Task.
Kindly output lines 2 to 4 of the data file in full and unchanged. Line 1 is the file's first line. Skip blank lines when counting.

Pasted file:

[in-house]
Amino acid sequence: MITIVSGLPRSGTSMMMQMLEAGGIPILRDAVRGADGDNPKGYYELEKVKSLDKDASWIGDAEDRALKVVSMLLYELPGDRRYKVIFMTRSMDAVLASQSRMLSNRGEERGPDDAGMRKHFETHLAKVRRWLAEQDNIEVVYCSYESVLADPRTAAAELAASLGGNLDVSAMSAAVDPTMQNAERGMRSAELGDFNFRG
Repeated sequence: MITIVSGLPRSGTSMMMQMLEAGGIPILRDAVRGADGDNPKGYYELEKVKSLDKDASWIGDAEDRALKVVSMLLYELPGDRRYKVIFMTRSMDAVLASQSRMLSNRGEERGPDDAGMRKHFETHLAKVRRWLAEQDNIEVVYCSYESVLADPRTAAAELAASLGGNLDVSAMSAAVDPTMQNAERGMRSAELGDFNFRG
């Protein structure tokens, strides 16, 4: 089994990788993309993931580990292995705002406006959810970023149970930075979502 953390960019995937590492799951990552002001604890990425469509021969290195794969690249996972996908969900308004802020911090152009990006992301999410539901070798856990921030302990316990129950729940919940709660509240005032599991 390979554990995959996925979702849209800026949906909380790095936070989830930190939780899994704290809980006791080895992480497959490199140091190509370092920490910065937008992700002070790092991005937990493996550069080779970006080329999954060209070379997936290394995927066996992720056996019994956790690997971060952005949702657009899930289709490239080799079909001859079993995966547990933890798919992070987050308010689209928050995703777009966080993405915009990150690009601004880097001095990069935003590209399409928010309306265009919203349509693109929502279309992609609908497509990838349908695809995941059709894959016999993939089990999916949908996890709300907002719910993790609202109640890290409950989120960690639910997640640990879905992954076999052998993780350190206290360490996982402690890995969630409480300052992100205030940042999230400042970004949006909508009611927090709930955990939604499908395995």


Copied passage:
Amino acid sequence: MITIVSGLPRSGTSMMMQMLEAGGIPILRDAVRGADGDNPKGYYELEKVKSLDKDASWIGDAEDRALKVVSMLLYELPGDRRYKVIFMTRSMDAVLASQSRMLSNRGEERGPDDAGMRKHFETHLAKVRRWLAEQDNIEVVYCSYESVLADPRTAAAELAASLGGNLDVSAMSAAVDPTMQNAERGMRSAELGDFNFRG
Repeated sequence: MITIVSGLPRSGTSMMMQMLEAGGIPILRDAVRGADGDNPKGYYELEKVKSLDKDASWIGDAEDRALKVVSMLLYELPGDRRYKVIFMTRSMDAVLASQSRMLSNRGEERGPDDAGMRKHFETHLAKVRRWLAEQDNIEVVYCSYESVLADPRTAAAELAASLGGNLDVSAMSAAVDPTMQNAERGMRSAELGDFNFRG
């Protein structure tokens, strides 16, 4: 089994990788993309993931580990292995705002406006959810970023149970930075979502 953390960019995937590492799951990552002001604890990425469509021969290195794969690249996972996908969900308004802020911090152009990006992301999410539901070798856990921030302990316990129950729940919940709660509240005032599991 390979554990995959996925979702849209800026949906909380790095936070989830930190939780899994704290809980006791080895992480497959490199140091190509370092920490910065937008992700002070790092991005937990493996550069080779970006080329999954060209070379997936290394995927066996992720056996019994956790690997971060952005949702657009899930289709490239080799079909001859079993995966547990933890798919992070987050308010689209928050995703777009966080993405915009990150690009601004880097001095990069935003590209399409928010309306265009919203349509693109929502279309992609609908497509990838349908695809995941059709894959016999993939089990999916949908996890709300907002719910993790609202109640890290409950989120960690639910997640640990879905992954076999052998993780350190206290360490996982402690890995969630409480300052992100205030940042999230400042970004949006909508009611927090709930955990939604499908395995």